Ministers with police in their dockets and Chiefs of Police from the Eastern Africa Police Chiefs Cooperation Organisation (EAPCCO) member states, yesterday visited the police officers from various African countries currently participating in the all-African ‘cyber-enabled crime table top exercise’ at Kigali Conference and exhibition Village to witness the expected impact of the joint-play in responding to transnational and emerging crimes on the continent.
The ministers and the Chiefs of Police, who constitute the ‘council of ministers and council of chiefs of police respectively, are currently in Kigali for the ongoing 18th EAPCCO annual general assembly held under the theme of “Enhancing cooperation and innovation in combating transnational organized and emerging crimes.”
According to Commissioner of Police (CP) Felix Namuhoranye, the exercise coordinator, the visit was meant to give them an overview of the concept, construct and conduct of the exercise.
“It is imperative to know the impact of such exercises if our line ministries and Chiefs of Police are to make it part and parcel of their plans. The success of such exercises in combating cyber enabled crimes and other crimes facilitated by technology, depends on effective coordination, cooperation, planning, join operation and information exchange between countries, and this exercise was actually designed in that line, which the officials came here to witness,” CP Namuhoranye said.
The five-day-exercise play code-named "Exercise Cyber Tracks" was organized by Rwanda National Police (RNP) in partnership with Interpol to combine classroom teaching and practical implementation of acquired skills and knowledge to address the practical challenges necessary to undertake cyber-crime investigations.
It focuses on three areas: cyber enabled crime and digital forensics; the use of INTERPOL’s global policing capabilities such as databases, notices and its communication network of I-24/7; and investigations into human trafficking.
The exercise which started with a two days training on 29-30 August 2016, uses a case scenario where a vulnerable 20-year old girl was lured away from her home by a human trafficking ring that essentially lied to her about getting a job.
“To solve this case, investigators are required to use their investigation skills to think about what information they need and; this might be an extraction from a mobile phone, text messages, the missing girl could have been recruited over the internet, how it started, where it started from, country of destination…so we try to explore all avenues and procedures through which a victim can be lured, until the suspect is tracked and arrested, and the victim rescued,” the exercise coordinator said.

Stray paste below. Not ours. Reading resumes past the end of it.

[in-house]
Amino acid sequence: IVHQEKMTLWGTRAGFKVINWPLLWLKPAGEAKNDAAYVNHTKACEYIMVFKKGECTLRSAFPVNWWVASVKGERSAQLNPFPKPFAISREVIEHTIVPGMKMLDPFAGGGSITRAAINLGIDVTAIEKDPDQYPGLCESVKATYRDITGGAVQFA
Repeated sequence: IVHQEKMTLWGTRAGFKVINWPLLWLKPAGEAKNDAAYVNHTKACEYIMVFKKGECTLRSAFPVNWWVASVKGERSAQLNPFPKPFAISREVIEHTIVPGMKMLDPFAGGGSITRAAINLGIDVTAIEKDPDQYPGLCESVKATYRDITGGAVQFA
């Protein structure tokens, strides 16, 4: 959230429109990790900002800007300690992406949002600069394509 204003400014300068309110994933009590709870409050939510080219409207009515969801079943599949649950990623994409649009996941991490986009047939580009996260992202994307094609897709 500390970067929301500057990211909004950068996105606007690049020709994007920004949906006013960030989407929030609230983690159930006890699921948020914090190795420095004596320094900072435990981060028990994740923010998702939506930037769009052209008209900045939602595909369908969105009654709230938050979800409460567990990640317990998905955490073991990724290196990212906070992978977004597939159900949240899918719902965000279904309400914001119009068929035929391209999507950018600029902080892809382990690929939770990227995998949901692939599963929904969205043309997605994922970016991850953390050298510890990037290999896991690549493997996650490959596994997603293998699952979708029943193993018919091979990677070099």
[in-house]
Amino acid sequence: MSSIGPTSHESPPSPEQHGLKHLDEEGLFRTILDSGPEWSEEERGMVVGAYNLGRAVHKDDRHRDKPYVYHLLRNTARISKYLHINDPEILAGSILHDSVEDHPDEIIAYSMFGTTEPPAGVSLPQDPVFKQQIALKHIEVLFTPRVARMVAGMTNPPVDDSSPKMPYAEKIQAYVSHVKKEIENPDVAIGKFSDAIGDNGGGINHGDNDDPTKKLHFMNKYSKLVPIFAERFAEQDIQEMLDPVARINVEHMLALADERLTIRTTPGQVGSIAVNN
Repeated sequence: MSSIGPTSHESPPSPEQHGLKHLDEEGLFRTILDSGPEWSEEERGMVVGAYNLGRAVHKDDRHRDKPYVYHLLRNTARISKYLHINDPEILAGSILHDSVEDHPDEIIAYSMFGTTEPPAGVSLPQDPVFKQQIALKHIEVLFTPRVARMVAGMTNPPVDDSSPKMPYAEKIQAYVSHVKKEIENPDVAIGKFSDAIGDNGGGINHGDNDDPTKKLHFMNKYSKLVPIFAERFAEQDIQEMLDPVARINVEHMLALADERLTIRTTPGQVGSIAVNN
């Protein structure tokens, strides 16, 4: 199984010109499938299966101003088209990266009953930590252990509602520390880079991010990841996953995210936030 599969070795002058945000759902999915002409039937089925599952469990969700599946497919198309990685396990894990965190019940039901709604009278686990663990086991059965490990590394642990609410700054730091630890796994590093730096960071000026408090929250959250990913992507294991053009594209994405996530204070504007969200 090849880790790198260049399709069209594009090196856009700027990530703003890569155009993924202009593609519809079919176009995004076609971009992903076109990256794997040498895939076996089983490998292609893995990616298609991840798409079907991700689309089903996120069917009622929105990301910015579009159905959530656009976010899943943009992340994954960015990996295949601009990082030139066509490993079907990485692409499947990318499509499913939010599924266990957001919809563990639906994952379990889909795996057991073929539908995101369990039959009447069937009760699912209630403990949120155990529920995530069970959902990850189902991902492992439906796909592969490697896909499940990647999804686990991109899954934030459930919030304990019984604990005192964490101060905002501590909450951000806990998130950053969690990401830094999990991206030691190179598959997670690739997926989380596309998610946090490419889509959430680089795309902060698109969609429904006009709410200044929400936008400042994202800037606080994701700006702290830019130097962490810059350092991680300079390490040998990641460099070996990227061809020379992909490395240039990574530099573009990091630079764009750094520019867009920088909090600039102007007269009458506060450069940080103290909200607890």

“This exercise presents a challenge to the old-fashioned reactive way of policing where countries were working independently. The world is evolving and cybercrimes or emerging security threats are real and affecting nations.”
“This exercise, therefore presents a precedence that each country or police institution will require support information from the other and will need to conduct an operation in another country; to do that requires mutual cooperation with one another so that your sister institutions can as well conduct that operation in your name,” CP Namuhoranye said.
“By the end of this joint-play, we will have a general understanding that cooperation is not an option… it’s a must to learn from each other, investigate, locate, break criminal networks, apprehended and extradite criminals to countries where they are wanted to face justice,” he noted.
Mathew Simon, a digital crime officer at the Interpol Global Complex for Innovation (IGCI) in Singapore, who is one of the exercise controllers, noted that human trafficking is a pernicious worldwide crime and very serious which targets the most vulnerable in a society.
“Cyber enabled crime includes all contemporary crimes; everything from murder, sexual assaults and even common theft; they have elements of mobile phones involved, and this is digital evidence, and in this way, we are bringing these two elements together – human trafficking and cyber-enabled crime – and also brings in the third component of Interpol policing capabilities,” Mathew said.
Close to 100 participants from different African countries are taking in the fourth exercise-play to be conducted in Rwanda.
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